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From Joe Bohn <>
Subject Re: What's a bundle?, was: GBeans: Saving Changes
Date Wed, 27 Jul 2005 17:23:32 GMT
Thanks Jeremy.   That helps a lot.  I think it also helps me understand 
how potentially different types of configuration data might be organized 
and managed (which I'd also like to hear some thoughts on too).

IIUC then, any configuration that changes a GBean's persistent state in 
the server or other configuration data that is not part of the GBean 
dependency definitions is fine.  However, any changes that would result 
in the addition/removal of a GBean within the server bundle or 
modification of a GBean's dependencies would not be permitted in an 
immutable server.  That scopes the type of configuration changes then 
that would cause potential problems from an admin console to a much 
smaller set.  Can we get more specific on those types of changes?

<crazy thinking>
A follow up question on the bundles and GBeans.   Has there been thought 
given to defining a type of GBean and/or bundle that can act as an 
interface?  Something such that o/a/g/server could have a dependency on 
a Servlet Container GBean/bundle but not necessarily on a particular 
implementation.  Multiple implementation of the interface could be 
included in the image and the appropriate one would could be loaded 
based upon configuration choices. 

Another possibility (although this clobbers the notion of what a GBean 
is and so I expect is just crazy :-) ) could be to define less granular 
GBeans for these types of dependencies and the behavior of the GBean 
would vary based upon configuration choices (ie. a Servlet Container 
GBean that contains the necessary logic/classes for several containers 
but only activates one based upon some more "dynamic" configuration data). 

These would handle the case of server dependencies that must be 
fulfilled by a single implementation but don't address the case where 
multiple instances of the same type are required simultaneously by 
applications (such as with connectors).   However, are these really part 
of the o/a/g/server or are they additive to the solution (just like 
applications even if not bundled directly with the applications as 
already proposed earlier in this thread)?
</crazy thinking>

Jeremy Boynes wrote:

> Joe Bohn wrote:
>> One final question I'll toss out (and possibly show my ignorance ...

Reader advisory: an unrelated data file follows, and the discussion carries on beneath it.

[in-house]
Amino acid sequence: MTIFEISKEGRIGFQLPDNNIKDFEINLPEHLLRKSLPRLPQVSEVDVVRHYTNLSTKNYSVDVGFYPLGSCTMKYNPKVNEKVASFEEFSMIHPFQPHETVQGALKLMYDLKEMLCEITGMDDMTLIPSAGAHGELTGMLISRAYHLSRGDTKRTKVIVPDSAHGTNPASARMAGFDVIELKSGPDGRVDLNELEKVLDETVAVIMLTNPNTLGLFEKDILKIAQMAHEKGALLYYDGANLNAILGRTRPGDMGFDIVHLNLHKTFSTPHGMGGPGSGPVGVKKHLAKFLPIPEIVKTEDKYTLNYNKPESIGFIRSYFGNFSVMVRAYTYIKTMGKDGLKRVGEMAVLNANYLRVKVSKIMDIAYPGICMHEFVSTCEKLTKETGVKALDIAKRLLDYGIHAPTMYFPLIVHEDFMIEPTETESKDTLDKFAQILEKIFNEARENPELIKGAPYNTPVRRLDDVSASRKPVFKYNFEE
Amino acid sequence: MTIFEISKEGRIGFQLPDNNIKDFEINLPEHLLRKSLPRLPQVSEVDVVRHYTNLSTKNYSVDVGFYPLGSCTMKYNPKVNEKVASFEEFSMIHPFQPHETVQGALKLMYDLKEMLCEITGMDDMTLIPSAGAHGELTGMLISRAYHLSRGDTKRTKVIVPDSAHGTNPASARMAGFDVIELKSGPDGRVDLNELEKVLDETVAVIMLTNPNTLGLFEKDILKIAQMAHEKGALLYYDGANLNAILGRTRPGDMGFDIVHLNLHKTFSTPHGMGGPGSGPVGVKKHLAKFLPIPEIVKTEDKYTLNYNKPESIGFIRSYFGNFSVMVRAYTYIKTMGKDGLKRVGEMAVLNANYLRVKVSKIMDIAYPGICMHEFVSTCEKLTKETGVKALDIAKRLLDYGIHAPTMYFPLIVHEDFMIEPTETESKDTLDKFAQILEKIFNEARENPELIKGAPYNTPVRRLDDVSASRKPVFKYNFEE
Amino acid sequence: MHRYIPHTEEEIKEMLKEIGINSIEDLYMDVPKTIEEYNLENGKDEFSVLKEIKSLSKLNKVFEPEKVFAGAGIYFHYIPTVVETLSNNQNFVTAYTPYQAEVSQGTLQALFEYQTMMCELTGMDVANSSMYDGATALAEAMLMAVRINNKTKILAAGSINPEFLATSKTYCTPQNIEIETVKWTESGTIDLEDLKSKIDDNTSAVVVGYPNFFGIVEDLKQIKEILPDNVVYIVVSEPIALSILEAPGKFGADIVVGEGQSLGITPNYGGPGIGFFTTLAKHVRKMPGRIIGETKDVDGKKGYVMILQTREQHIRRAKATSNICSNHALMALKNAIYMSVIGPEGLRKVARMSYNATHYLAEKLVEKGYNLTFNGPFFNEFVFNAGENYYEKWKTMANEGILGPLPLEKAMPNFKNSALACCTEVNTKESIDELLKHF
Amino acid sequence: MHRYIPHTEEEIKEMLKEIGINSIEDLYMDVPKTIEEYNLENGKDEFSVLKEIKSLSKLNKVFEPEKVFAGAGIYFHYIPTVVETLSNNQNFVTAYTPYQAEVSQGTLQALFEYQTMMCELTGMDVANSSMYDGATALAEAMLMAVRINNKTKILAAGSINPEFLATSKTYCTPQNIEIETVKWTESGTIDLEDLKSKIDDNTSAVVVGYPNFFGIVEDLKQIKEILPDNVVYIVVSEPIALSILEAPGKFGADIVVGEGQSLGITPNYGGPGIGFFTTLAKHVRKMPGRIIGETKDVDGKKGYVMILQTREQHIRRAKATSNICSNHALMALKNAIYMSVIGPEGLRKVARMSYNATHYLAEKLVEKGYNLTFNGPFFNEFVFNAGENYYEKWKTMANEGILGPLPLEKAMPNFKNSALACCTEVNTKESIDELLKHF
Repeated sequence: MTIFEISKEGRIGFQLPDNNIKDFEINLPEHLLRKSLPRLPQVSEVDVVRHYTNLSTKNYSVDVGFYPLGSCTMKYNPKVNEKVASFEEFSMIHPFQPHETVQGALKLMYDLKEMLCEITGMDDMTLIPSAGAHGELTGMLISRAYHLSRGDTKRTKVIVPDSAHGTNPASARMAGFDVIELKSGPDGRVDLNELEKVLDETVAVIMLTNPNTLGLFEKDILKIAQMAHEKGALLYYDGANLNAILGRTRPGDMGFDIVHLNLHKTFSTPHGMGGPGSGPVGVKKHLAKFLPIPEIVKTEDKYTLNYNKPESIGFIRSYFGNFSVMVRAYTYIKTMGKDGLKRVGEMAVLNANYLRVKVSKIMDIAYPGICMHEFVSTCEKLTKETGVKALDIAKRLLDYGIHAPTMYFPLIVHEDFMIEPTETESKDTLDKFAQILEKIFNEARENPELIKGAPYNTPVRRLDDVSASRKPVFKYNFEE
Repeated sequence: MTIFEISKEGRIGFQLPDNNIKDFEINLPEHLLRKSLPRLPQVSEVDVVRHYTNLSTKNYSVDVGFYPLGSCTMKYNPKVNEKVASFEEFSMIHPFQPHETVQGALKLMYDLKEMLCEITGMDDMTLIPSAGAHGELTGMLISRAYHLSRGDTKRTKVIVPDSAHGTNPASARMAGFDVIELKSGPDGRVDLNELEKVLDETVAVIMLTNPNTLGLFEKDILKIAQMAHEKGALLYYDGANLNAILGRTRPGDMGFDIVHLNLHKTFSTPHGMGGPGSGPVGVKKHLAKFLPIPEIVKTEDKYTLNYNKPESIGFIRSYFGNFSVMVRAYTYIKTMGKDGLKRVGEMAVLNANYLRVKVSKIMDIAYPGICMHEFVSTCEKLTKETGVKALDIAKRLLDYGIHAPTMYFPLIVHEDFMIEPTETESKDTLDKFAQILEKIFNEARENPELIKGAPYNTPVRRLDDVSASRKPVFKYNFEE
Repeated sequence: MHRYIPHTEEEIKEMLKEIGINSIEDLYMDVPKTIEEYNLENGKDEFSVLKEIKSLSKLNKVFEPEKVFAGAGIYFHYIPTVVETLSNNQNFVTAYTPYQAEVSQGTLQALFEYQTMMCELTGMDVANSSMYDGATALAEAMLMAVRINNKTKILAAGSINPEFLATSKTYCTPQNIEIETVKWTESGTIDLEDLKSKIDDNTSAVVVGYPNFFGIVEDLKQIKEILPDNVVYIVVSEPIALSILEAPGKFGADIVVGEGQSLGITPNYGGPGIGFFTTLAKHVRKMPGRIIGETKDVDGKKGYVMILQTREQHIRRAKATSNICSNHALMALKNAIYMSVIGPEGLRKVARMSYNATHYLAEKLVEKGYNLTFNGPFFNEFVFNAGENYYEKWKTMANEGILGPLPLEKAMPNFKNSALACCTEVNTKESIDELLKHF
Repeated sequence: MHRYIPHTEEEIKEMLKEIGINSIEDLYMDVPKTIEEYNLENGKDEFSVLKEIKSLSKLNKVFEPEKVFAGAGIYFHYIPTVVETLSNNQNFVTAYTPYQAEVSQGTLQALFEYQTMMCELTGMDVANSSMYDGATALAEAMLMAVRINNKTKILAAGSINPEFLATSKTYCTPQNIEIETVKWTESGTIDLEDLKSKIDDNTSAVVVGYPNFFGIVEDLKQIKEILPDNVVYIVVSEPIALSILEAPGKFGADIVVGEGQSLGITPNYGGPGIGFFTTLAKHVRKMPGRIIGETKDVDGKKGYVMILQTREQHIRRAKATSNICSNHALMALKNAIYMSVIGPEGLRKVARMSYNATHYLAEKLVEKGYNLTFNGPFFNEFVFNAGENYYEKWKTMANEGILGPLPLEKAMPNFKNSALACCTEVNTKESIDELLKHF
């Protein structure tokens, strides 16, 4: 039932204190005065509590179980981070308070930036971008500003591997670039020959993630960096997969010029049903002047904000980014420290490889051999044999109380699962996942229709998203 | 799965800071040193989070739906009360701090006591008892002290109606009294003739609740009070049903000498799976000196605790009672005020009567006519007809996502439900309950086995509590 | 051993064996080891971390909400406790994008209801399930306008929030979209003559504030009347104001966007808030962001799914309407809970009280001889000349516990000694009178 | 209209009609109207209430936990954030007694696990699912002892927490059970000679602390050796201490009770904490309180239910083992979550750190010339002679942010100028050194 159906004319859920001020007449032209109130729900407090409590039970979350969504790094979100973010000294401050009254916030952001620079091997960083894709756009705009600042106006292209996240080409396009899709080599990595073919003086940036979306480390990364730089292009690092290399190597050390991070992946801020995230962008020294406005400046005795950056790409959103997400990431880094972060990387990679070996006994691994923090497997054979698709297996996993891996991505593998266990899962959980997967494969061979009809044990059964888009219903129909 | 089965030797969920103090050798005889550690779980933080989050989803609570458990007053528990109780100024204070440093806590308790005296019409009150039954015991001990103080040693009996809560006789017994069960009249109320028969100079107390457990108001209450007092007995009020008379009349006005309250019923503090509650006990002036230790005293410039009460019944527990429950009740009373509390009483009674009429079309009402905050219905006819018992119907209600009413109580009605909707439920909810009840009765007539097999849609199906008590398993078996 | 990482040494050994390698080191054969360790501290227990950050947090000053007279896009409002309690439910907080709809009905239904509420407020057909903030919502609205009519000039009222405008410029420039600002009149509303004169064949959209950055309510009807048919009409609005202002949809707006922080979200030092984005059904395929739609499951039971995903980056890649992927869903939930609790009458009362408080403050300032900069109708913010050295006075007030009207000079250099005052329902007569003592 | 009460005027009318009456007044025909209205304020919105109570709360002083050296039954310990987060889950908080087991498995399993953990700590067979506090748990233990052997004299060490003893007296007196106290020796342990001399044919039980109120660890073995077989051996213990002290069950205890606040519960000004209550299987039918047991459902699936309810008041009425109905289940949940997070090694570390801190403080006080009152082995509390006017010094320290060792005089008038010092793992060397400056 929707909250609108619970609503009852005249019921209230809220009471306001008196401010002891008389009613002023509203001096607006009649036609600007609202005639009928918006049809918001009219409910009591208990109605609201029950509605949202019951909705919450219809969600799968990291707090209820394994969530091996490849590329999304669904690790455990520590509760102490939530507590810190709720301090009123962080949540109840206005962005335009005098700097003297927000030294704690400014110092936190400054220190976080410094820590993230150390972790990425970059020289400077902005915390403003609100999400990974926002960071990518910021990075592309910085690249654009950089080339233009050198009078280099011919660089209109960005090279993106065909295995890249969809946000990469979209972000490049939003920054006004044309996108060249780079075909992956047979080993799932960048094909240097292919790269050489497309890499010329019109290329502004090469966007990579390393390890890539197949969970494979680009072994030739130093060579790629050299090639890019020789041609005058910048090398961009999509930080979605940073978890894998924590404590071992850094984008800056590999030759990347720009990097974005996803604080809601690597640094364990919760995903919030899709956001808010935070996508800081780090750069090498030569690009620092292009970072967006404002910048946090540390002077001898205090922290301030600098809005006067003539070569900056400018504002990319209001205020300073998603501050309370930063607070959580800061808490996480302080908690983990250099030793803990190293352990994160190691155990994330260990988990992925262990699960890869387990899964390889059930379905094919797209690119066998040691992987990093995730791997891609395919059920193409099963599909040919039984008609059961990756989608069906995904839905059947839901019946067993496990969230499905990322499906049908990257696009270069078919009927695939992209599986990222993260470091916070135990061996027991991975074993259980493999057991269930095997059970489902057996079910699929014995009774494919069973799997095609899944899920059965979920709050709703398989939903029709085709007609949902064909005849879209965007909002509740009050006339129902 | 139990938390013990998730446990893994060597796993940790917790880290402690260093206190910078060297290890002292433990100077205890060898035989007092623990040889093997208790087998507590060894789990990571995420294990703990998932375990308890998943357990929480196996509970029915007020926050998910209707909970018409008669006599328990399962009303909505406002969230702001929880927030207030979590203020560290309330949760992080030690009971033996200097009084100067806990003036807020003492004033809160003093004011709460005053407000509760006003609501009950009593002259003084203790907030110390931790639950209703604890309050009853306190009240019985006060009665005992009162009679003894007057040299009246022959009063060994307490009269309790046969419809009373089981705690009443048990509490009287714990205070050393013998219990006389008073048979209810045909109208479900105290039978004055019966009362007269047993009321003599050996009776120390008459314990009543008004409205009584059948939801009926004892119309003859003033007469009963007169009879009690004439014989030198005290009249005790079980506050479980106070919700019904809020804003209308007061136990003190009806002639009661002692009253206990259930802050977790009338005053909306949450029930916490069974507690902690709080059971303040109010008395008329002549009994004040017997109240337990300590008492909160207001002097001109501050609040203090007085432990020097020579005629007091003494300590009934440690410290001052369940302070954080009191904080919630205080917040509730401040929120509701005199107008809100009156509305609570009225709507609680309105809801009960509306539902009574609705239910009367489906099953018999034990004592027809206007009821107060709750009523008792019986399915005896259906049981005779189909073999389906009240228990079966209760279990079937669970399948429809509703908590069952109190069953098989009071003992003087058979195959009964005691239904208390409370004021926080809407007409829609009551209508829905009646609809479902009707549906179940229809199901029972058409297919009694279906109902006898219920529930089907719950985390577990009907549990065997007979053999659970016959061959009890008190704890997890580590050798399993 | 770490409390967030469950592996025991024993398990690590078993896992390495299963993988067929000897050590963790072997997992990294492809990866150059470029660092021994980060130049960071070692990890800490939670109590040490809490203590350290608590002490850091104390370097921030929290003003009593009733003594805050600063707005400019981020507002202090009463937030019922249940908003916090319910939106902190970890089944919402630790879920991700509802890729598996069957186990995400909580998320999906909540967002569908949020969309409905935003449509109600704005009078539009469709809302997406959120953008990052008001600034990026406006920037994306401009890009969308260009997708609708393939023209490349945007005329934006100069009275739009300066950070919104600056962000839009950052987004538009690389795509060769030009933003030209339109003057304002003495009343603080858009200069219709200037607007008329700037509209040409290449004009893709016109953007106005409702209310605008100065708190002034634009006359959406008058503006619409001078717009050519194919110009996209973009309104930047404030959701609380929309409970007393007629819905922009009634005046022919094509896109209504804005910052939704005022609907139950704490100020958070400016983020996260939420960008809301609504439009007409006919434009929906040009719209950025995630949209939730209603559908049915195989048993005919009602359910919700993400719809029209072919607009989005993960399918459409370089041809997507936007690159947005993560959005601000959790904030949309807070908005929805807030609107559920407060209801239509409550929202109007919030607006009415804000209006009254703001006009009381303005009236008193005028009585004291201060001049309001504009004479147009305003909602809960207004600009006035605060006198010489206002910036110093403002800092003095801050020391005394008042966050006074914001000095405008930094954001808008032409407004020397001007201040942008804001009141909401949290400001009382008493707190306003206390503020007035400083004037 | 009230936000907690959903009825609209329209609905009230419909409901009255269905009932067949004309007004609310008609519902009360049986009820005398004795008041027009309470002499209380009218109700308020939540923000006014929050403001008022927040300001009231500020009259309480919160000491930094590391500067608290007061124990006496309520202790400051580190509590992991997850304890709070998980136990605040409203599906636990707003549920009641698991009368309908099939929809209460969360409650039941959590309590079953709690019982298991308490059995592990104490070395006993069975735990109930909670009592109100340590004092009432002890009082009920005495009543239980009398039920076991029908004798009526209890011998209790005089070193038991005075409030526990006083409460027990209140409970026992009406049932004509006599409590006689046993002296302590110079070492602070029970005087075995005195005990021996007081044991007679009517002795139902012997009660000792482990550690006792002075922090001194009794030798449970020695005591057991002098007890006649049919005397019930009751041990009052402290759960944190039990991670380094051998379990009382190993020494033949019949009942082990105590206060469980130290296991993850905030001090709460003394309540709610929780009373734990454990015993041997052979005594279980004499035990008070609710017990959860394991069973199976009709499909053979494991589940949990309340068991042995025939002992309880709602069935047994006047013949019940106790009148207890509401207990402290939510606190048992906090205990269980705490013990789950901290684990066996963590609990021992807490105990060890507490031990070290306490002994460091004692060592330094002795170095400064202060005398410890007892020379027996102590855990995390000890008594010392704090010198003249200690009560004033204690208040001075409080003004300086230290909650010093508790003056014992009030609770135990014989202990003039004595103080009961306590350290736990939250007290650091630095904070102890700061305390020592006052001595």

>> but at least I'll learn the answer :-)  ) ... Aren't the applications 
>> that are deployed themselves represented by Gbeans in the bundle and 
>> therefore the bundle is already mutable in that sense?   I read an 
>> article in JAX that indicated this was the case ( 
>> ).   Is that correct or was the author mistaken?
> I just read the article and Srinath focuses more on GBeans themselves 
> than on the bundle mechanism.
> There's a concept in Geronimo of a configuration bundle represented by 
> an org.apache.geronimo.kernel.Configuration. What this represents is a 
> collection of closely-coupled co-operating components that work 
> together to provide a service.
> The server runtime is built up by assembling multiple bundles together 
> to provide a coherent set of services that support a given programming 
> model such as J2EE.
> In detail, a bundle comprises:
> * a set of dependencies which define the codebase for the bundle
>   These dependencies, including a parent, define the set of classes
>   available to the bundle and are used to define a ClassLoader for it.
>   There are limitations to what is currently implemented and some well
>   known improvements that should be made.
> * the set of components that are pre-wired to provide a specific service
>   This is basically a list of GBeans based on their names and references
>   between them
> * the default state for all those service providers
>   This is basically the initial attribute values for those beans
> The bundle concept comes from recognizing that some services (like the 
> HTTPS connector I described elsewhere) may be built up from multiple 
> components. Users of the service don't want to know all the wiring 
> details, they just want to deal with the service as a whole.
> What any particular runtime is doing is determined by which bundles 
> are running. So we run a J2EE server by having it run a set of bundles 
> that provide a J2EE environment - System, Server, SystemDatabase, ... 
> One problem that we have is that the Server bundle is monolithic 
> providing too many services; for example, it includes the web 
> container and now we have two different implementations of that 
> service (Jetty and Tomcat) they should be broken out into separate 
> bundles.
> The runtime does not know anything about applications - all it deals 
> with is how to run bundles (including setting up the environment a 
> bundle needs to run (currently just its codebase dependencies)).
> What the deployer does is convert application level artifacts such as 
> an EAR file into a bundle that the runtime can handle. So using hints 
> from the deployment plan, it takes that EAR file, constructs GBeans 
> for the individual components that it contains (like Servlets or 
> EJBs), wires them together and packages them all up as a bundle. 
> When/where you want to run that application, we load the bundle into 
> the appropriate server instance and start it up.
> Each application running in the server is a separate bundle so we 
> never mutate them.
> -- 
> Jeremy

Joe Bohn 
"He is no fool who gives what he cannot keep, to gain what he cannot lose."   -- Jim Elliot

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